Module Code: POU33102
Module Name: Political Violence B: Political Violence and Conflict in Comparative Context 2020-21
- ECTS Weighting: 5
- Semester/Term Taught: Semester 2
- Contact Hours: 2 lectures per week; 1 tutorial per fortnight
- Module Personnel: Dr Liam Kneafsey
On successful completion of this module, student should be able to:
- Identify the key determinants of civil conflict in a range of empirical settings, including the countries of the Mano river basin, Rwanda, Northern Ireland, Syria and Sri Lanka;
- Explain how the design of political institutions can undermine political stability and, conversely, encourage cooperation between competing social groups in various periods and settings
- Identify the processes by which societies become polarised in different historical and cultural contexts
- Evaluate the strengths and limitations of theoretical approaches to explaining the practice of political violence as applied to a variety of case studies
Module Learning Aims
This module aims to build students’ understanding of the causal mechanics underlying conflicts across a variety of settings and periods, the character of the violence in these conflicts and the prospects for resolution.
Drawing on major theoretical approaches to the explanation of violence, we apply these theoretical frameworks to an empirical examination of political violence in a range of periods and settings, including Rwanda, Sri Lanka, Syria, Ireland, Sierra Leone, and others. We explore how and to what extent the major approaches in the scholarship explain the reality of conflict in different regional, cultural and historical contexts.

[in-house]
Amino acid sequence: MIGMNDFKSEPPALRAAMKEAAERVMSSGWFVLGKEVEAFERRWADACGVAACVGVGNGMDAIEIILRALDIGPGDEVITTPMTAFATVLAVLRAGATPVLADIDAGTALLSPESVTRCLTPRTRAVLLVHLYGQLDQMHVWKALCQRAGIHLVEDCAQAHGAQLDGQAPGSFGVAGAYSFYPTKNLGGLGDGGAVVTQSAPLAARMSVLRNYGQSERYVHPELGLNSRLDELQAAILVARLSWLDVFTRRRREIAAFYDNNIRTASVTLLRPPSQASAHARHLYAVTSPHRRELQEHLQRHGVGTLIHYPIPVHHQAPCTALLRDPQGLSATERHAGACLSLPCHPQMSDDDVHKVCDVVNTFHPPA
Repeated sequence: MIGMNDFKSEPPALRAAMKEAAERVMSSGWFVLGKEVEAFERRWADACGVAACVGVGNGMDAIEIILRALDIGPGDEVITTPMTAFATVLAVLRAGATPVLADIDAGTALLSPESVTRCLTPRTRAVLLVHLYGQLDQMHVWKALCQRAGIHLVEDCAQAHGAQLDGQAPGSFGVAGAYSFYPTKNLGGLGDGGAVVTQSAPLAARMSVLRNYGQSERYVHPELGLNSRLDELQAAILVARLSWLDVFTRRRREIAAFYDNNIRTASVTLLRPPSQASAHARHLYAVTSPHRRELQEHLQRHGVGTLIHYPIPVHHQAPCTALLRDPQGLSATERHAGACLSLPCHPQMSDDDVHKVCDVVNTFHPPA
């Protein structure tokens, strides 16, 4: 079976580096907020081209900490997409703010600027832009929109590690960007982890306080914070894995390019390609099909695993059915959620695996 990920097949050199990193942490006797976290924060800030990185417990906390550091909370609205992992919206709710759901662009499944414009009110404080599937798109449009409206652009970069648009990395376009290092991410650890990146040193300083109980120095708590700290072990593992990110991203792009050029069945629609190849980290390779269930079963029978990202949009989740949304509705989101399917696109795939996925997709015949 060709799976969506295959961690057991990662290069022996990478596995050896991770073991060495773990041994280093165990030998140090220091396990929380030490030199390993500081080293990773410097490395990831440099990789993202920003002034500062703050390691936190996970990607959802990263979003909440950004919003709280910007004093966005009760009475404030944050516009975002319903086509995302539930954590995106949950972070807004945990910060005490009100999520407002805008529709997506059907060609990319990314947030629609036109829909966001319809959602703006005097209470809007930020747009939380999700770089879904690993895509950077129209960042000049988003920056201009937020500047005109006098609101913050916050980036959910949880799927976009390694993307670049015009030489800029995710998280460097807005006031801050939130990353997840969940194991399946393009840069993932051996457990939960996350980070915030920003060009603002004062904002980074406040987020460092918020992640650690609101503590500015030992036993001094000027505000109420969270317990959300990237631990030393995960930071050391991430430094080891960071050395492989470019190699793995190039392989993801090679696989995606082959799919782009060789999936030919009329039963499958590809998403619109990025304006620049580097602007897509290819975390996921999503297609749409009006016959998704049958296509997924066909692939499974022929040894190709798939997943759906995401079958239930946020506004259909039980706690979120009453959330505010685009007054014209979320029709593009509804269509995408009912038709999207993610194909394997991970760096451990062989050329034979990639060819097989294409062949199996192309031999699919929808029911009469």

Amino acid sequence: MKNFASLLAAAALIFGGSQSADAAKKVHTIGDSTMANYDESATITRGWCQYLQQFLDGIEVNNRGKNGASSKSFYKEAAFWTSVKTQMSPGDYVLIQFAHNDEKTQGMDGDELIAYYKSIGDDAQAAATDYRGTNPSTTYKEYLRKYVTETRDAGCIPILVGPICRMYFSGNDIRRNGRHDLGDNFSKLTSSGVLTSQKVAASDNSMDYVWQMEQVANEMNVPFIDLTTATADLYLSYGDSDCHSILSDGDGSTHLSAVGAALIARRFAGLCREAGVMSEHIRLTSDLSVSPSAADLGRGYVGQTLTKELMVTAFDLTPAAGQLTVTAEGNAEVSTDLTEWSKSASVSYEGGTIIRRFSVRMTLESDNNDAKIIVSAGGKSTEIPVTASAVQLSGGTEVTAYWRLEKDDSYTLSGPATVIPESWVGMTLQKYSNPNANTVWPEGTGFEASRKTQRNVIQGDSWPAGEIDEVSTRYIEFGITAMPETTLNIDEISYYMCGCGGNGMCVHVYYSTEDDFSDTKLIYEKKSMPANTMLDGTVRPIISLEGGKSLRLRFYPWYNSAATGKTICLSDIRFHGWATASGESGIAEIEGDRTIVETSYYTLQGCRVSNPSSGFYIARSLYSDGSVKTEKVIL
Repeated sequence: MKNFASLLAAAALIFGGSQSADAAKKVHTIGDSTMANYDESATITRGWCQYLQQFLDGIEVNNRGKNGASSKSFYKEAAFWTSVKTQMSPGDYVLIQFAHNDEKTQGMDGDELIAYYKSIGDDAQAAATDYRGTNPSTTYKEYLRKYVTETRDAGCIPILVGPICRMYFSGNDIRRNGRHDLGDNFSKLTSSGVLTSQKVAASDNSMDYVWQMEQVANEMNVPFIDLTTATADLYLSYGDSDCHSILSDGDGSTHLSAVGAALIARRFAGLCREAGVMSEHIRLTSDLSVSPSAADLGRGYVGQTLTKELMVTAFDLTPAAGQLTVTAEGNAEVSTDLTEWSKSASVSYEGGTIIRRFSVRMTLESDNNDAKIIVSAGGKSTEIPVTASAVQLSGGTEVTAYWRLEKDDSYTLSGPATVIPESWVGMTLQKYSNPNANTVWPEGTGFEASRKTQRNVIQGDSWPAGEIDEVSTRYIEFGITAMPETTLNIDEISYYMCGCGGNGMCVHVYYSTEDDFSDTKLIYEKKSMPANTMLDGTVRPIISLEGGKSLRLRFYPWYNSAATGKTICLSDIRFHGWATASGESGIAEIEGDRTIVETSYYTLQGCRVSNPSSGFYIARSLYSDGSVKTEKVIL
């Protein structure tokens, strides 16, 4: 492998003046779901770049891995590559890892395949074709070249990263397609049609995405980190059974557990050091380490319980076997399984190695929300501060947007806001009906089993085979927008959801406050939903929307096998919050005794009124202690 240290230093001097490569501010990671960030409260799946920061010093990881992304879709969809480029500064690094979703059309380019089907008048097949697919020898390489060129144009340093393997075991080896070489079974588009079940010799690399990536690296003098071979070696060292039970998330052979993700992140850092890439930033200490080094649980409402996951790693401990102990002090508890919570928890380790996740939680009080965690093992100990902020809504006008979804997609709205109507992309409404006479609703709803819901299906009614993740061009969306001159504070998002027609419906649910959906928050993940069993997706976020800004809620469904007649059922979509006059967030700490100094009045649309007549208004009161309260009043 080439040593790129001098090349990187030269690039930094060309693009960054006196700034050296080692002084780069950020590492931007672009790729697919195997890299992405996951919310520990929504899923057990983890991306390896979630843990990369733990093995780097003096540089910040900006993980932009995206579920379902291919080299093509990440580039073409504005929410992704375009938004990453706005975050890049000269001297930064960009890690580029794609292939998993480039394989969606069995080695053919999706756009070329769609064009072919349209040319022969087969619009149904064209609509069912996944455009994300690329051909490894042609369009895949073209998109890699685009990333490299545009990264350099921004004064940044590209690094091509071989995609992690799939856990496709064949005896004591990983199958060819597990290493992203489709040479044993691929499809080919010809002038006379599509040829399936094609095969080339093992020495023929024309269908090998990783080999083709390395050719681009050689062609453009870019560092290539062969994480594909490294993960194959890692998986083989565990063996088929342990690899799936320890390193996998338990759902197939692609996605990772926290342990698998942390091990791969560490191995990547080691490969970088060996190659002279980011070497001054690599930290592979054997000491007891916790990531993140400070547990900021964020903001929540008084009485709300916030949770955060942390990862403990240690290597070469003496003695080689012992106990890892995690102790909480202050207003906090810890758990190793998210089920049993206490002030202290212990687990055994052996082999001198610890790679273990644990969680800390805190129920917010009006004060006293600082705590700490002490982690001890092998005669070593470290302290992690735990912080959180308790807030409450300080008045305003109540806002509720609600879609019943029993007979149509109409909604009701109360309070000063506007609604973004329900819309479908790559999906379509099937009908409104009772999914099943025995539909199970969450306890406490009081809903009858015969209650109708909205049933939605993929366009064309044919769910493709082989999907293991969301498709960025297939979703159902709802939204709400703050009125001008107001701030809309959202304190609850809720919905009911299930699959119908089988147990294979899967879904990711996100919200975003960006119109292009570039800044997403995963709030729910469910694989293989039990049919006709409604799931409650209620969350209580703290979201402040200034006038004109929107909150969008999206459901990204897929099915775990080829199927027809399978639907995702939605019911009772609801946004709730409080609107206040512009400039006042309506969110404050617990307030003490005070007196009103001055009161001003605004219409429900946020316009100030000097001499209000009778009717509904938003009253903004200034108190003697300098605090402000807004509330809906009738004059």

Recommended Reading List
- Prunier, Gérard. 1998. The Rwanda Crisis: History of a Genocide. London: Hurst.
- Tessler, Mark. 2009. A History of the Israeli-Palestinian Conflict. Indiana University Press.
- Price, Robert. 1991..The Apartheid State in Crisis: Political Transformation in South Africa. Oxford: Oxford University Press.
- O’Leary, Brendan and John McGarry .1996. The Politics of Antagonism: Understanding Northern Ireland
1 essay worth 35%
1 essay worth 60%.